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Natural Language Processing (NLP) per Wikipedia:
“Is a subfield of linguistics, computer science, information engineering, and artificial intelligence concerned with the interactions between computers and human (natural) languages, in particular how to program computers to process and analyze large amounts of natural language data.”
The field has seen tremendous advances during the recent explosion of progress in machine learning techniques.
Here are some of its more impressive recent achievements:
A) The Winograd Schema is a test of common sense reasoning- easy for humans, but historically almost impossible for computers- which requires the test taker to indicate which noun an ambiguous pronoun stands for. The correct answer hinges on a single word, which is different between two separate versions of the question. For example:
The city councilmen refused the demonstrators a permit because they feared violence.
The city councilmen refused the demonstrators a permit because they advocated violence.
Who does the pronoun “They” refer to in each of the instances?
The Winograd schema test was originally intended to be a more rigorous replacement for the Turing test, because it seems to require deep knowledge of how things fit together in the world, and the ability to reason about that knowledge in a linguistic context. Recent advances in NLP have allowed computers to achieve near human scores:(https://gluebenchmark.com/leaderboard/).
B) The New York Regent’s science exam is a test requiring both scientific knowledge and reasoning skills, covering an extremely broad range of topics. Some of the questions include:
1.Which equipment will best separate a mixture of iron filings and black pepper? (1) magnet (2) filter paper (3) triplebeam balance (4) voltmeter
2. Which form of energy is produced when a rubber band vibrates? (1) chemical (2) light (3) electrical (4) sound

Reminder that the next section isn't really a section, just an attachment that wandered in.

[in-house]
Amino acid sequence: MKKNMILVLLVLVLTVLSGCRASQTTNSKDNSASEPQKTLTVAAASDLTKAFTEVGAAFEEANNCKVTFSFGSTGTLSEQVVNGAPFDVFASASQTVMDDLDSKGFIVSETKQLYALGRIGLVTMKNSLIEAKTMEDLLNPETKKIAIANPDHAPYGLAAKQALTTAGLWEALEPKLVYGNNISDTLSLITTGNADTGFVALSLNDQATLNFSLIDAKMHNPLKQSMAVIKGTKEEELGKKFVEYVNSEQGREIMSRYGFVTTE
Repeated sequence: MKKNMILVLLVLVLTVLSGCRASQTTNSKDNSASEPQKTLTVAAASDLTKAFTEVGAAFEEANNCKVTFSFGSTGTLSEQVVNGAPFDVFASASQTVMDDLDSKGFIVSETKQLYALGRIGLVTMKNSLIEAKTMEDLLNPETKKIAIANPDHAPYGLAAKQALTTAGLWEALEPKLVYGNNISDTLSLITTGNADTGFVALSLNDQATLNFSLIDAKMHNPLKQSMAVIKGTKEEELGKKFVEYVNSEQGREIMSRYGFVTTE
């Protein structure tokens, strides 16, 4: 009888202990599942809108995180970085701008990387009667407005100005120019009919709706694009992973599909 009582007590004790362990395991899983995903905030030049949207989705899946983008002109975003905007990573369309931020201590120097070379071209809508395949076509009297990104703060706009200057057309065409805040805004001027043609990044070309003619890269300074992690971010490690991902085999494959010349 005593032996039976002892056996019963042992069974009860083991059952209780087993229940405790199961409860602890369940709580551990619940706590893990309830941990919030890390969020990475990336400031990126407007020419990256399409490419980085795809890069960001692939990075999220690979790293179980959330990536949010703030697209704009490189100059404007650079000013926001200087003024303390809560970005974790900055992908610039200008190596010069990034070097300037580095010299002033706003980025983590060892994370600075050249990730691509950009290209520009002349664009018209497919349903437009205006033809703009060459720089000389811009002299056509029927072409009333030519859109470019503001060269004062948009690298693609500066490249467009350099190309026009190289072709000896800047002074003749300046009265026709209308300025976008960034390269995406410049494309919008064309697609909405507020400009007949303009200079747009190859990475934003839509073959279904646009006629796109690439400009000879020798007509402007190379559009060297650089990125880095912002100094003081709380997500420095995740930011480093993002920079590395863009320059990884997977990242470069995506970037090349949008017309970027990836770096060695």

3. Because copper is a metal, it is (1) liquid at room temperature (2) nonreactive with other substances (3) a poor conductor of electricity (4) a good conductor of heat
4. Which process in an apple tree primarily results from cell division? (1) growth (2) photosynthesis (3) gas exchange (4) waste removal
On the 8th grade, non-diagram based questions of the test, a program was recently able to score 90%. ( https://arxiv.org/pdf/1909.01958.pdf )
It’s not just about answer selection either. Progress in text generation has been impressive. See, for example, some of the text samples created by Megatron: https://arxiv.org/pdf/1909.08053.pdf
Much of this progress has been rapid. Big progress on the Winograd schema, for example, still looked like it might be decades away back in (from memory) much of 2018. The computer science is advancing very fast, but it’s not clear our concepts have kept up.
I found this relatively sudden progress in NLP surprising. In my head- and maybe this was naive- I had thought that, in order to attempt these sorts of tasks with any facility, it wouldn’t be sufficient to simply feed a computer lots of text. Instead, any “proper” attempt to understand language would have to integrate different modalities of experience and understanding, like visual and auditory, in order to build up a full picture of how things relate to each other in the world. Only on the basis of this extra-linguistic grounding could it deal flexibly with problems involving rich meanings- we might call this the multi-modality thesis. Whether the multi-modality thesis is true for some kinds of problems or not, it’s certainly true for far fewer problems than I, and many others, had suspected.
I think science-fictiony speculations generally backed me up on this (false) hunch. Most people imagined that this kind of high-level language “understanding” would be the capstone of AI research, the thing that comes after the program already has a sophisticated extra-linguistic model of the world. This sort of just seemed obvious- a great example of how assumptions you didn’t even know you were making can ruin attempts to predict the future.